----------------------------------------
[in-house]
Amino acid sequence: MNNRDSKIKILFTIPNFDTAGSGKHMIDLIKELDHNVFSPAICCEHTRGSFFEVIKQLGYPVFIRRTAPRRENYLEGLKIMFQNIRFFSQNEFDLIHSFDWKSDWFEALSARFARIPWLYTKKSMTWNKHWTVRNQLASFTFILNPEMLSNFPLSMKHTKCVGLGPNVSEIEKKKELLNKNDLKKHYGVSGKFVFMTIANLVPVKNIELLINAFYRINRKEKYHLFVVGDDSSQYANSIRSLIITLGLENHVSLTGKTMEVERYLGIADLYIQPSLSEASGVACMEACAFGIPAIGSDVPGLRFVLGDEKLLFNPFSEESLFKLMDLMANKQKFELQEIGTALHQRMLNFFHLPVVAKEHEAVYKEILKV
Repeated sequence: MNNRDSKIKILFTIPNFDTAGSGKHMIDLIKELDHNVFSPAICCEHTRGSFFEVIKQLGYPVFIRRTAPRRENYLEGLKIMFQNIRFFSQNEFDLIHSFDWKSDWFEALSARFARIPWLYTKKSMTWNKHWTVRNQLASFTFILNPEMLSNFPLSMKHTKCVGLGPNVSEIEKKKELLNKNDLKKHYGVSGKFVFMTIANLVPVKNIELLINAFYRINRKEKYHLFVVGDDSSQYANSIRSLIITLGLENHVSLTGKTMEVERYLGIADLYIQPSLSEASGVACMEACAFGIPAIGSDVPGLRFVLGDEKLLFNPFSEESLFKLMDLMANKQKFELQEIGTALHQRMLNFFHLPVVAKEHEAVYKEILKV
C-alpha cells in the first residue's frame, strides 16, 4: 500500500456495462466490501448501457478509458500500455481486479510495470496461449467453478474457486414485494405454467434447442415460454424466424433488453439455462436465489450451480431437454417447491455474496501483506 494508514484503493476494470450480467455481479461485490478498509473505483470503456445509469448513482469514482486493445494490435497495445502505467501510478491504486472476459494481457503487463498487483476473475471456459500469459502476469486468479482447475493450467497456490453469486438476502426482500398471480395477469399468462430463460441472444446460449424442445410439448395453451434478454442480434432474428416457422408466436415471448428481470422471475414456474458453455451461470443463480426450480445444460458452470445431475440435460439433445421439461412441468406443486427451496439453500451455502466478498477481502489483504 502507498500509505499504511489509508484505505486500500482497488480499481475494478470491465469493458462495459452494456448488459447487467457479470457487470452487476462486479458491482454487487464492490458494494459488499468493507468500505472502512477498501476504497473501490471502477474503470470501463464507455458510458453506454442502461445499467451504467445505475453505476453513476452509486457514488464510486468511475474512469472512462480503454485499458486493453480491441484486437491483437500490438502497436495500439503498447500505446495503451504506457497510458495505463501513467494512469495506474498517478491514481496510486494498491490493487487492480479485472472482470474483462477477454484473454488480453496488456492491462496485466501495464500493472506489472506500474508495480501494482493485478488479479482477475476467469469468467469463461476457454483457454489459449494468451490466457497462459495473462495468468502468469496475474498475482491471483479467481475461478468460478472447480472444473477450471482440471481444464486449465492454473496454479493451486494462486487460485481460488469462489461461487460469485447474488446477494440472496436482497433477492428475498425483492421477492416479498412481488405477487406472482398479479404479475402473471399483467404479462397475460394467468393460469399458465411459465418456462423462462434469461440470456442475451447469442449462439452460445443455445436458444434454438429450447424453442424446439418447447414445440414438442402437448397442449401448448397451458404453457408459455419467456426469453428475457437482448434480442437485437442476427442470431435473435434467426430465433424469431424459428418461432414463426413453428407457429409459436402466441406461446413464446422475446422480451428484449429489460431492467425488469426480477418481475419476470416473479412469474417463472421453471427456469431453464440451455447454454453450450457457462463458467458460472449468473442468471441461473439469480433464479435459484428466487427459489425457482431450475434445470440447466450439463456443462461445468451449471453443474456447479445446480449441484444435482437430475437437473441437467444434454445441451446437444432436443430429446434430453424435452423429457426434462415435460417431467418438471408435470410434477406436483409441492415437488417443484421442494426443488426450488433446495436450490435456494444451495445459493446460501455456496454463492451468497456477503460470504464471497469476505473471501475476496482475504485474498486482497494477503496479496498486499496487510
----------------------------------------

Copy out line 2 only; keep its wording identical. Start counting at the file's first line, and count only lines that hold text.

Amino acid sequence: MNNRDSKIKILFTIPNFDTAGSGKHMIDLIKELDHNVFSPAICCEHTRGSFFEVIKQLGYPVFIRRTAPRRENYLEGLKIMFQNIRFFSQNEFDLIHSFDWKSDWFEALSARFARIPWLYTKKSMTWNKHWTVRNQLASFTFILNPEMLSNFPLSMKHTKCVGLGPNVSEIEKKKELLNKNDLKKHYGVSGKFVFMTIANLVPVKNIELLINAFYRINRKEKYHLFVVGDDSSQYANSIRSLIITLGLENHVSLTGKTMEVERYLGIADLYIQPSLSEASGVACMEACAFGIPAIGSDVPGLRFVLGDEKLLFNPFSEESLFKLMDLMANKQKFELQEIGTALHQRMLNFFHLPVVAKEHEAVYKEILKV